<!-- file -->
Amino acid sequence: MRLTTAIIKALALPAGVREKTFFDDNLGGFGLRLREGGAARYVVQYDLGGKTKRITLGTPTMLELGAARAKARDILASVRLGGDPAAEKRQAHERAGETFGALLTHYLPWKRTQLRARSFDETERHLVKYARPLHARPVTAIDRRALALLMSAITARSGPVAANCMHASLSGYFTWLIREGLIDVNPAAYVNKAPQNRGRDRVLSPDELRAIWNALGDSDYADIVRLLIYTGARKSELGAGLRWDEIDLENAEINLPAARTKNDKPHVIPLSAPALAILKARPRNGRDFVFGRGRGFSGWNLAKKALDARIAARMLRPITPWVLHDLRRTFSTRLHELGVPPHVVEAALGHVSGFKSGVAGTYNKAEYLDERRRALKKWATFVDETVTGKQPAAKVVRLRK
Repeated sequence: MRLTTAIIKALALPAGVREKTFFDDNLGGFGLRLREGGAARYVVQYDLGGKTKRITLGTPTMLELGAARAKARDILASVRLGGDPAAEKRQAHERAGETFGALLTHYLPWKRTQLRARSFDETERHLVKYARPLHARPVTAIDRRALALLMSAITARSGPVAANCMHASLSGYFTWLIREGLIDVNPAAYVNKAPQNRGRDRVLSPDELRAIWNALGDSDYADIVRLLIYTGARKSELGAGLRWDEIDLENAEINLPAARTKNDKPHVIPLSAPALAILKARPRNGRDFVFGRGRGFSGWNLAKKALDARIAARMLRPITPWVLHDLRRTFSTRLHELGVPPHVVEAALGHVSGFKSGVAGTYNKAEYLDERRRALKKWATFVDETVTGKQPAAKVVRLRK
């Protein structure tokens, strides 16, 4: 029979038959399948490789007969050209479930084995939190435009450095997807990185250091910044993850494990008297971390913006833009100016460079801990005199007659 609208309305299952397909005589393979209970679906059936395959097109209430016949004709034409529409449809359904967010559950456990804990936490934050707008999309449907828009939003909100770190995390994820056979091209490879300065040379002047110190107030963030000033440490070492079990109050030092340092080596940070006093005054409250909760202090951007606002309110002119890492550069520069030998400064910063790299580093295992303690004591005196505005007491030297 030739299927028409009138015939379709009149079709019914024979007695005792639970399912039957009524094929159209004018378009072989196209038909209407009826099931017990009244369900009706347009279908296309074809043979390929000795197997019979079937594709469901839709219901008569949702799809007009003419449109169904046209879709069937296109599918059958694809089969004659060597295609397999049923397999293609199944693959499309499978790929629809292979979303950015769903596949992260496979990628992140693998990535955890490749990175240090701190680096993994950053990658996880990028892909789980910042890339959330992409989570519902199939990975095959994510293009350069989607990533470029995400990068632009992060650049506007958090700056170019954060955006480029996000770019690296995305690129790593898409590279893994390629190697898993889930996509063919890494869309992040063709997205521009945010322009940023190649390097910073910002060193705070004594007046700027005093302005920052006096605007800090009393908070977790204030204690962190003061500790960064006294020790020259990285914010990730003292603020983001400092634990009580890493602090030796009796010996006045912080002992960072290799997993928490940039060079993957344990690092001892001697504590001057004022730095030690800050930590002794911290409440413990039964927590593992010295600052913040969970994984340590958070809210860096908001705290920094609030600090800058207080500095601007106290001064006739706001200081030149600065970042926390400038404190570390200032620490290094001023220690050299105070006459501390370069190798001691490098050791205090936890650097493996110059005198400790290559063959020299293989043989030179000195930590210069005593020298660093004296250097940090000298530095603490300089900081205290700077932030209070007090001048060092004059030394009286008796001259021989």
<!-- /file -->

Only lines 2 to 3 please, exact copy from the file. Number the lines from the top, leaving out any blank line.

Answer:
Repeated sequence: MRLTTAIIKALALPAGVREKTFFDDNLGGFGLRLREGGAARYVVQYDLGGKTKRITLGTPTMLELGAARAKARDILASVRLGGDPAAEKRQAHERAGETFGALLTHYLPWKRTQLRARSFDETERHLVKYARPLHARPVTAIDRRALALLMSAITARSGPVAANCMHASLSGYFTWLIREGLIDVNPAAYVNKAPQNRGRDRVLSPDELRAIWNALGDSDYADIVRLLIYTGARKSELGAGLRWDEIDLENAEINLPAARTKNDKPHVIPLSAPALAILKARPRNGRDFVFGRGRGFSGWNLAKKALDARIAARMLRPITPWVLHDLRRTFSTRLHELGVPPHVVEAALGHVSGFKSGVAGTYNKAEYLDERRRALKKWATFVDETVTGKQPAAKVVRLRK
């Protein structure tokens, strides 16, 4: 029979038959399948490789007969050209479930084995939190435009450095997807990185250091910044993850494990008297971390913006833009100016460079801990005199007659 609208309305299952397909005589393979209970679906059936395959097109209430016949004709034409529409449809359904967010559950456990804990936490934050707008999309449907828009939003909100770190995390994820056979091209490879300065040379002047110190107030963030000033440490070492079990109050030092340092080596940070006093005054409250909760202090951007606002309110002119890492550069520069030998400064910063790299580093295992303690004591005196505005007491030297 030739299927028409009138015939379709009149079709019914024979007695005792639970399912039957009524094929159209004018378009072989196209038909209407009826099931017990009244369900009706347009279908296309074809043979390929000795197997019979079937594709469901839709219901008569949702799809007009003419449109169904046209879709069937296109599918059958694809089969004659060597295609397999049923397999293609199944693959499309499978790929629809292979979303950015769903596949992260496979990628992140693998990535955890490749990175240090701190680096993994950053990658996880990028892909789980910042890339959330992409989570519902199939990975095959994510293009350069989607990533470029995400990068632009992060650049506007958090700056170019954060955006480029996000770019690296995305690129790593898409590279893994390629190697898993889930996509063919890494869309992040063709997205521009945010322009940023190649390097910073910002060193705070004594007046700027005093302005920052006096605007800090009393908070977790204030204690962190003061500790960064006294020790020259990285914010990730003292603020983001400092634990009580890493602090030796009796010996006045912080002992960072290799997993928490940039060079993957344990690092001892001697504590001057004022730095030690800050930590002794911290409440413990039964927590593992010295600052913040969970994984340590958070809210860096908001705290920094609030600090800058207080500095601007106290001064006739706001200081030149600065970042926390400038404190570390200032620490290094001023220690050299105070006459501390370069190798001691490098050791205090936890650097493996110059005198400790290559063959020299293989043989030179000195930590210069005593020298660093004296250097940090000298530095603490300089900081205290700077932030209070007090001048060092004059030394009286008796001259021989």